By at least one metric, the Sun City Girls’ final release was the best-loved cult album of 2010. Though it placed an impressive number 70 out of 1,839 on the Village Voice’s Pazz & Jop critics’ poll, its supporters voted for few of the poll’s actual winners, situating the Girls far from the mainstream of critical opinion. Funeral Mariachi also appeared in PopMatters’ own Slipped Discs feature, and it’s easy to like, even if it contains nary a trace of mariachi music—the title tune’s trumpet sounds more like Jon Hassell’s ambient work. Instead, the Girls envelop listeners in a logy haze halfway between Ennio Morricone’s western soundtracks and the Beatles’ “Sun King”. The opener, “Ben’s Radio”, butts an invented language collage against a deep, rolling-on-the-plains groove, complete with scorching guitar solo. “The Imam” is a sprightly Middle Eastern ode to cinnamon, complete with duck call. After that, things slow down. Several songs feature the woozy moans of avant-soprano Jessika Kenney, and the lead instrument throughout seems to be the basses. Beautifully recorded so that every instrument signifies, with piano and Mellotron popping out of the mix, Funeral Mariachi swaddles you in epic grooves and melodies.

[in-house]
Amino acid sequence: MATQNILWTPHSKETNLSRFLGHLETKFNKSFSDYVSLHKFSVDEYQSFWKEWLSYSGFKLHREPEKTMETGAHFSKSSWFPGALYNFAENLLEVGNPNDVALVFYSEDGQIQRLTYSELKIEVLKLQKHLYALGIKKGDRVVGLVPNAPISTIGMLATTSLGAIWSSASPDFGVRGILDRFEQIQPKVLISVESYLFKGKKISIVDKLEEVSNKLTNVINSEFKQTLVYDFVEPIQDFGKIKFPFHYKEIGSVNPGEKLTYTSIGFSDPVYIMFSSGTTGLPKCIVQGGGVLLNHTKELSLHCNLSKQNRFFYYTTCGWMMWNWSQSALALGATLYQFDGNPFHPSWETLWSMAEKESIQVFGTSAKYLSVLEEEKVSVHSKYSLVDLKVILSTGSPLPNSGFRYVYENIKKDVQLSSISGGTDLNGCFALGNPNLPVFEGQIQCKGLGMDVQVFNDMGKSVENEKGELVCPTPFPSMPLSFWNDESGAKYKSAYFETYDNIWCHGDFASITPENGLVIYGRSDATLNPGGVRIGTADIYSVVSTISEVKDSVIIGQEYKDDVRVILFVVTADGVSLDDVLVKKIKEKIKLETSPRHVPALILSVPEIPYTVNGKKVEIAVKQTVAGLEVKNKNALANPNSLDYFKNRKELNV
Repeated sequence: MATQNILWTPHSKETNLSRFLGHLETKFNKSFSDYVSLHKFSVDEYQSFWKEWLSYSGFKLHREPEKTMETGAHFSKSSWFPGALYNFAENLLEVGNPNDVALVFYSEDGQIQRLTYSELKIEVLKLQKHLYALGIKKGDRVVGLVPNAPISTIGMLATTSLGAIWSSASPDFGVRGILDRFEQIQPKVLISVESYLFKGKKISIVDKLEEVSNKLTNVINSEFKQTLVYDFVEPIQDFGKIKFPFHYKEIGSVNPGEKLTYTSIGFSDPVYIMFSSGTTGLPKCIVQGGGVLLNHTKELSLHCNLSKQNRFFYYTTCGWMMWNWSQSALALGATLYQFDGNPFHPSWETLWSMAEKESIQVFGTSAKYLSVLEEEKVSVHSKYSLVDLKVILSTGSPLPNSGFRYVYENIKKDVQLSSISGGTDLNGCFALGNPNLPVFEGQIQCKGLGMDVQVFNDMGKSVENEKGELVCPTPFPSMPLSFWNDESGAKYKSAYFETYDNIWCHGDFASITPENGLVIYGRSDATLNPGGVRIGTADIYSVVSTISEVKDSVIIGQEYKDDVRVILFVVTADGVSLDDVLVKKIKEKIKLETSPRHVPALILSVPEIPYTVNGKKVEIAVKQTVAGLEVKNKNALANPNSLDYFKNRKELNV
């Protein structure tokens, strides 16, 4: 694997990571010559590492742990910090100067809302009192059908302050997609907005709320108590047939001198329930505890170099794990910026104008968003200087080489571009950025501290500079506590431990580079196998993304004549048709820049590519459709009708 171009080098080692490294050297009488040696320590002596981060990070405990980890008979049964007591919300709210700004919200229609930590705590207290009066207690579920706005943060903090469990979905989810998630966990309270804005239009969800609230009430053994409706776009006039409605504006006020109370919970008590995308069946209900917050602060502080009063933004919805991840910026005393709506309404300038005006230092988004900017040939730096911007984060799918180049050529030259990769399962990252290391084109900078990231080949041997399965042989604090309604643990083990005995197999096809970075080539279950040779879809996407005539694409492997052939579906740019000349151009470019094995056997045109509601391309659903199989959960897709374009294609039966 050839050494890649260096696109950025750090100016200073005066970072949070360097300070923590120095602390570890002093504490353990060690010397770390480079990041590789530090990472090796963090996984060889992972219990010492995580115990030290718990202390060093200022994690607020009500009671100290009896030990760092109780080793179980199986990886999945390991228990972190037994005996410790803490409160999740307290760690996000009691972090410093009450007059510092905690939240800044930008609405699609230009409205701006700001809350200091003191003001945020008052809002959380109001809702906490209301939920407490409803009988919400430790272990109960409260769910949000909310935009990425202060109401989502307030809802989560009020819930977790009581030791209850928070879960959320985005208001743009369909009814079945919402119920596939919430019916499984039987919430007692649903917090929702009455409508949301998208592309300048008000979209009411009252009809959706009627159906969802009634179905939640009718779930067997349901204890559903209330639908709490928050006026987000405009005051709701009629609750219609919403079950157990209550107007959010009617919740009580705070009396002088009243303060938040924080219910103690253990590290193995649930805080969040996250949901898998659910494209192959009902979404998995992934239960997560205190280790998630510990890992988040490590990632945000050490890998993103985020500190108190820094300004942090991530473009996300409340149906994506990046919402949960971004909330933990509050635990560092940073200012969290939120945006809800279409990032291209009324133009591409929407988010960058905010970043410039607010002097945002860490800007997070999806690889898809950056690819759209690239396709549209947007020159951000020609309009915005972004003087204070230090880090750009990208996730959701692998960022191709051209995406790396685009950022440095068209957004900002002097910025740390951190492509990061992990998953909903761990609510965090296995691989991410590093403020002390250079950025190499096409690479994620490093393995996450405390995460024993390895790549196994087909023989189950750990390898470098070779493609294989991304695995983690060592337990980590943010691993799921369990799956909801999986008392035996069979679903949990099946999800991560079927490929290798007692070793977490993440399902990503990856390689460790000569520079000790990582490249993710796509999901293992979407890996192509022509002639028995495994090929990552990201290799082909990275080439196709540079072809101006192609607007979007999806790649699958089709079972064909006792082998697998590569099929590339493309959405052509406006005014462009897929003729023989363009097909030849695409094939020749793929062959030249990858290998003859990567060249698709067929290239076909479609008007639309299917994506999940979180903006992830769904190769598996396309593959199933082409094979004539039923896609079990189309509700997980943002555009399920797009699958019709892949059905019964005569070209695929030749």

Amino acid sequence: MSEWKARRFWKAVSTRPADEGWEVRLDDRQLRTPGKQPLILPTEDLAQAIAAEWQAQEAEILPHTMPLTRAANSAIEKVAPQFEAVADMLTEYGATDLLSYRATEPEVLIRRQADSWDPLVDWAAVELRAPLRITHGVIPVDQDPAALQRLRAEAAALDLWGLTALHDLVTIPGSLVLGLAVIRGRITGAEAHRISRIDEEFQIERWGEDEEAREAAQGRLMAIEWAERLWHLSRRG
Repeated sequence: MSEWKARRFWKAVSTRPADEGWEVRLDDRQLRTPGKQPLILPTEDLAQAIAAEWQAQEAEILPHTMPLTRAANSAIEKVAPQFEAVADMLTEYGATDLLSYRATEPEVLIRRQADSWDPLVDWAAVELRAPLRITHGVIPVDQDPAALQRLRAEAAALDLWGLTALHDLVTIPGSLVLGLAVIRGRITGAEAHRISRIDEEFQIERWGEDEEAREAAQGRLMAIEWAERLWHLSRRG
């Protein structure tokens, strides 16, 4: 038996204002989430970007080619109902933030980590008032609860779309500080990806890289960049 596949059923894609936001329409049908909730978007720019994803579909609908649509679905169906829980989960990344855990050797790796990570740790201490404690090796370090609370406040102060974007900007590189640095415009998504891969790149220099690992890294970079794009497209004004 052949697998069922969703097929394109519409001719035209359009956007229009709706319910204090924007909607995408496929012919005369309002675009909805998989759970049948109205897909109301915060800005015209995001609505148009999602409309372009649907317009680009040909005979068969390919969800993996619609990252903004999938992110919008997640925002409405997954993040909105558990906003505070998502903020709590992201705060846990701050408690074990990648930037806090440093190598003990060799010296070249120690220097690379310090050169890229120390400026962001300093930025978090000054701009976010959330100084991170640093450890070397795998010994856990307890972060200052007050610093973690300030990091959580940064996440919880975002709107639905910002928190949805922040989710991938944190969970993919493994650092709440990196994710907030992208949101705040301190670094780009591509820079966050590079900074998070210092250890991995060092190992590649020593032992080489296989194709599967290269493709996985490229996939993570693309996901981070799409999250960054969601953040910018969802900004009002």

- "Ben's Radio" Streaming
// Sound Affects
"The man whose songs were recorded by Johnny Cash, Alan Jackson, Ricky Skaggs, David Allan Coe, The Highwaymen, and countless others succumbs to time’s cruel cue that the only token of permanence we have to offer are the effects of shared moments and memories.READ the article